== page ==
Encouraging modesty vs slut-shaming.
I see both sides' points. In other words, I have no opinions. And I'm not sure if I should have one or not.
Facebook was having one of those mini-meltdowns yesterday about the blog post "FYI (if you're a teenage girl)" that some mom wrote. She normally has an audience of 19, she said, and the fact it went viral was baffling to her. And it is to me, too. Maybe she was an easy target. Sex + Christianity + a smidge of pearl-clutching + apparent double-standards = controversy.
I see Mrs. Hall's point about how people should portray themselves to others. Acting all sexy in your bedroom for the camera AND then uploading it to social media is not a good idea. No matter how clothed or unclothed you are, it's probably not a good idea if you're trying to maintain a professional image. This applies to both men and women of all ages. (ahem, unlike certain Weiner weener incidents).
But then she went on to talk about bra-wearing and skin-showing and un-friending...and I suppose that became an easy target. She gradually shifted from giving sage advice to being, well, a mother. ie, You're not going out in that! And after that point I mostly skimmed. More modesty spiels.
I've heard my fair share of modesty spiels in the homeschool circles while growing up. I had no trouble with modesty--I was super-self-conscious about my waist, boobs, and legs, and wore granny-style clothes to cover them all up. Yes, I did wear frumpers. Including ones I sewed myself for Home Ec. I was so conscious of the possibility of people looking at my curves. I hated them. I thought I was fat. I felt like I was too sexual if I even acknowledged that I had curves. And sexuality is shameful, right?
Therein lies the point the other side is making about how the mother is focusing too much on the female body. Teen girls are so self-conscious about how they look that such "FYI" doesn't help. It only magnifies the shame they feel after developing hips and boobs. Like I was.
So many people have pointed out how she's wrong for saying that it's the women's responsibility to cover up so not to lead her teen boys astray, instead of teaching her boys to see women as people, and not bodies. How she's showing by example that anyone who even embraces her femininity in anything resembling sexuality should be shunned. Unfriended. Unfollowed. Shamed.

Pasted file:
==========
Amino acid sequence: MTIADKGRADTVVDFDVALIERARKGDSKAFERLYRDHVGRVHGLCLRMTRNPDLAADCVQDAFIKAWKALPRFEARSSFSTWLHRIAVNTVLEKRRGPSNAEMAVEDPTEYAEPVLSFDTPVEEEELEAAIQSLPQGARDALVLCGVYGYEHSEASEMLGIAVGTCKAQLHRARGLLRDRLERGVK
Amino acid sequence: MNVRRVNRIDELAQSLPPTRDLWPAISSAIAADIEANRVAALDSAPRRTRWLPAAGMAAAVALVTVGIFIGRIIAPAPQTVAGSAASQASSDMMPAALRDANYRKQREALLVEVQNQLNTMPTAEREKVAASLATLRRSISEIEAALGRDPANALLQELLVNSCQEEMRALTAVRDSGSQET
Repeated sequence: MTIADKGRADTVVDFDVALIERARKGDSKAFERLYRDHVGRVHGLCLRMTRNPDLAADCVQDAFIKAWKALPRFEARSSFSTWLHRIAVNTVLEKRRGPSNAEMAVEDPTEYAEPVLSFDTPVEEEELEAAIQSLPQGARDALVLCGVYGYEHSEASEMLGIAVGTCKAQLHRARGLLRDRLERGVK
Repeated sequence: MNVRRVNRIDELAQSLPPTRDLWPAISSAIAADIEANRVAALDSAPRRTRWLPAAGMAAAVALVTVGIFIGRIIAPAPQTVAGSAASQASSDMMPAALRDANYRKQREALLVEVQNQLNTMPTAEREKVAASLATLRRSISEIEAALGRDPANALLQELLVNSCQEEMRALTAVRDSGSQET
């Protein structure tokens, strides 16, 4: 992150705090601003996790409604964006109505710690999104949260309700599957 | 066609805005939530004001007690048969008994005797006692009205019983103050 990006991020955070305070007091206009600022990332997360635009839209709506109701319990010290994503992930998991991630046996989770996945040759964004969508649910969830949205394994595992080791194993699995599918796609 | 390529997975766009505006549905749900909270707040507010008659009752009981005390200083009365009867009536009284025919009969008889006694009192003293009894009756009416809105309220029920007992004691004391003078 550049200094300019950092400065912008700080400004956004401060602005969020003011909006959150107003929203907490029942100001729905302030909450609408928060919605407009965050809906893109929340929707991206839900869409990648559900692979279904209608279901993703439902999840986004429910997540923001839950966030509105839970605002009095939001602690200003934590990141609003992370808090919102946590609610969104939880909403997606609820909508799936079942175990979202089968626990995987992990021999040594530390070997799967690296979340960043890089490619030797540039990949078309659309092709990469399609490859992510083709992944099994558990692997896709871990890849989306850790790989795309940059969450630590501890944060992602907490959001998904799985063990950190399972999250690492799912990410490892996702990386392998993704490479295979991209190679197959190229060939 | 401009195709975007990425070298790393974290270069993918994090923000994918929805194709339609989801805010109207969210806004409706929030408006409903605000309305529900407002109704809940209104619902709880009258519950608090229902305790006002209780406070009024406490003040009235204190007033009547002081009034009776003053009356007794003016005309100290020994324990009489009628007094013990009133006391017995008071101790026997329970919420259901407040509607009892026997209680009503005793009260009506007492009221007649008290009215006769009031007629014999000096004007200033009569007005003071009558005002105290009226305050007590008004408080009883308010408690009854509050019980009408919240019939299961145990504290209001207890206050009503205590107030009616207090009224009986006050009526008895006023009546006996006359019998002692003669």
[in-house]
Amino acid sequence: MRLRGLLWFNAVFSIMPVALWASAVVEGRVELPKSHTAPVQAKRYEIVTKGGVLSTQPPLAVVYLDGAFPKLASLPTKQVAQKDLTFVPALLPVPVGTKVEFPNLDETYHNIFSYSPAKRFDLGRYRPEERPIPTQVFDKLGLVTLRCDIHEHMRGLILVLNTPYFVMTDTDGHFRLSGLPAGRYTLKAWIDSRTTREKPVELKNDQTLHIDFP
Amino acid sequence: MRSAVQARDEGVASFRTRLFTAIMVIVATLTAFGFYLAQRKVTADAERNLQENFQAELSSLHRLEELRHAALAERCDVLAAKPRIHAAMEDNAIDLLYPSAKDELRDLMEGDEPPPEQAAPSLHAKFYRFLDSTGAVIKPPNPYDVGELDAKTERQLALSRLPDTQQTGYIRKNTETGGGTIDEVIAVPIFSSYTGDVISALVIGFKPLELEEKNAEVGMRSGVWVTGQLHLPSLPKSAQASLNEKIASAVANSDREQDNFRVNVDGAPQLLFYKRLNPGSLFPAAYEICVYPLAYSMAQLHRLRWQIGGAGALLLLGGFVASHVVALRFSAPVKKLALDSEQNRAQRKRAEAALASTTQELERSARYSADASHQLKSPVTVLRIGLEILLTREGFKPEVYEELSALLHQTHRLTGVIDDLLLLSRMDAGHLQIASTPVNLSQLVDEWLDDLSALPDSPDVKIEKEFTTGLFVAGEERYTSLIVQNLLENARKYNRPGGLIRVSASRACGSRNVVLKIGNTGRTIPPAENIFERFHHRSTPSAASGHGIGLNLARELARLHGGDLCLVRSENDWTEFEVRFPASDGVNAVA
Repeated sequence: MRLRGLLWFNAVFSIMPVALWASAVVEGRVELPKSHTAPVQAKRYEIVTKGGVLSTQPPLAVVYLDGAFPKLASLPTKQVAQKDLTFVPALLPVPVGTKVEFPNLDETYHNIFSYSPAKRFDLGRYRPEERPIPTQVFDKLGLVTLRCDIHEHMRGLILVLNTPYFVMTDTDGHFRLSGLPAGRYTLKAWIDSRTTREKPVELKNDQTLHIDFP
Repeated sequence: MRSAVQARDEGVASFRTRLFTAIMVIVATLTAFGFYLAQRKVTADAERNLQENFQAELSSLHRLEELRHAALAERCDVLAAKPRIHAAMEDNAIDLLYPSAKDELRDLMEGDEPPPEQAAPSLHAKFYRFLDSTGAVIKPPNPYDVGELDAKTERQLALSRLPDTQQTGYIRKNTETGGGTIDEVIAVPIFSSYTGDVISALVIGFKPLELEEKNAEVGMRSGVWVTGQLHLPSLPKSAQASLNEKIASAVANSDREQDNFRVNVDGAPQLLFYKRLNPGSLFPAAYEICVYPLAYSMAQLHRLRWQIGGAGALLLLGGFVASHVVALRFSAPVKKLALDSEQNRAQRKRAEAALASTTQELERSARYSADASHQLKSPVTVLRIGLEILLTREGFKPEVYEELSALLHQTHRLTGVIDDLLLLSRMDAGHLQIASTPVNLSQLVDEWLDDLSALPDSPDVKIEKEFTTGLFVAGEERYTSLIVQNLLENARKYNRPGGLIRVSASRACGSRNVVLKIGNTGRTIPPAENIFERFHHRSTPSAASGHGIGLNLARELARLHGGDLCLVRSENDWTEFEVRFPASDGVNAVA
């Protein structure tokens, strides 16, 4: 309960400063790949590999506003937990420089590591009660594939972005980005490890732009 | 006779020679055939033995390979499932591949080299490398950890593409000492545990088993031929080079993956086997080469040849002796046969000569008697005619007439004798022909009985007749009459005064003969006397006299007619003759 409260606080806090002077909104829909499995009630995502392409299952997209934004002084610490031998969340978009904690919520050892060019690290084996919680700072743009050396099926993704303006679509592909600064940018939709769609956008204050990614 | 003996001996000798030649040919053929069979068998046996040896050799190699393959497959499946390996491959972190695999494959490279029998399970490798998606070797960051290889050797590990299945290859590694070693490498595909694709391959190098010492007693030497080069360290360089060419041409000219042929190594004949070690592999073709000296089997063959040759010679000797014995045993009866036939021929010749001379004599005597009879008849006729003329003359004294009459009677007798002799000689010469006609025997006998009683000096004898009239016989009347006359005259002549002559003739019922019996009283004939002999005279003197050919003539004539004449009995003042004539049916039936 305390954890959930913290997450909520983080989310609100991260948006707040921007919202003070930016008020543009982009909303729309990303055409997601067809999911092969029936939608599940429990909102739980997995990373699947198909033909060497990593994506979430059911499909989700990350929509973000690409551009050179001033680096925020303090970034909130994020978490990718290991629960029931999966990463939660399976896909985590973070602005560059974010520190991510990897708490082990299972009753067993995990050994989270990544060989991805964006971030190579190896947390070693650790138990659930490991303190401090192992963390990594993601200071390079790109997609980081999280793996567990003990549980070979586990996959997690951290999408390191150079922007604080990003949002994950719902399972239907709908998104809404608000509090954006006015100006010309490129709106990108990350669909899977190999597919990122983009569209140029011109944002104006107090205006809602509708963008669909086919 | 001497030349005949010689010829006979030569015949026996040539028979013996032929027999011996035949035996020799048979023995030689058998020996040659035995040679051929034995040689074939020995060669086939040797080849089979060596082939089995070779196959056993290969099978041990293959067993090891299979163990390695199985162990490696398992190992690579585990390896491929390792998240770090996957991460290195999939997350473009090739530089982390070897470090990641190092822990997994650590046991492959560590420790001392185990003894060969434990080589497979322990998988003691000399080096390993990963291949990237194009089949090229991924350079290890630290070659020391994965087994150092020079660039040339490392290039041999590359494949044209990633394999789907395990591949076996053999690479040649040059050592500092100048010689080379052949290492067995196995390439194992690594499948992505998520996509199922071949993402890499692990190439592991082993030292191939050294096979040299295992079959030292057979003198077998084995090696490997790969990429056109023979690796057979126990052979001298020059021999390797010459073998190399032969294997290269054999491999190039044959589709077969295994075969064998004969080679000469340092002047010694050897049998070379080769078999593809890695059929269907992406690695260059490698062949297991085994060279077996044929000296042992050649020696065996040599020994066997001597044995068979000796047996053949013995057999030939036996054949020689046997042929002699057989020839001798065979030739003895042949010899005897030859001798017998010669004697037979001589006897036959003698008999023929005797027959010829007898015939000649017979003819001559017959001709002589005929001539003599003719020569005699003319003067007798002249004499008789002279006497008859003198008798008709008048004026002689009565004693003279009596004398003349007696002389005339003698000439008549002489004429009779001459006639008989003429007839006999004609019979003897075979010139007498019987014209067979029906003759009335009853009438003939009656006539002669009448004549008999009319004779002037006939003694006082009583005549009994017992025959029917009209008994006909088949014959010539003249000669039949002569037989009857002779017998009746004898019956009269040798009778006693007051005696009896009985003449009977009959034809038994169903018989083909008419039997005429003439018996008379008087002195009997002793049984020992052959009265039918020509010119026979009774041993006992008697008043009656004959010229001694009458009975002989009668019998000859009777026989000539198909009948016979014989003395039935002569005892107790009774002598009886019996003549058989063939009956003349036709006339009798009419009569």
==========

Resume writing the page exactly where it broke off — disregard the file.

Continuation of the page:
It IS admittedly slut-shaming of a subtle sort. Here is a girl who is wearing a nightgown, braless, in a bedroom, and therefore it is her fault if her sons get aroused. That is labeling her as a slut, and shaming her. For Pete's sake, she even unfriended the girl over such "shame" instead of talking with the girl or the girl's mother about it.
Maybe if she just talked about inappropriate photos with her sons and left it at that, Mrs Hall's post would have been much more reasonable. If she focused on using the moment to teach her sons to manage their attraction and see women as people and not as bodies. Even if you can see their curves, because, you know, women do have hips and boobs and butts. That's what makes us female!
Ask the question--would you be embarrassed if your future boss saw this? Is it inappropriate to be seen in a swimsuit? No. Is it inappropriate to make such a sexy pose in public (which it is when posted on FB)? Yes.
Then there wouldn't be a million people analyzing her Freudian hypocritical slip by including photos of her half-naked sons.
Huh. I guess I do have an opinion. I agree with only ONE thing Mrs. Hall said--about not sharing inappropriate photos on Facebook. Just one thing.
Everyone else's points about slut-shaming is absolutely true. I just hope that Mrs. Hall and her sons can learn from this.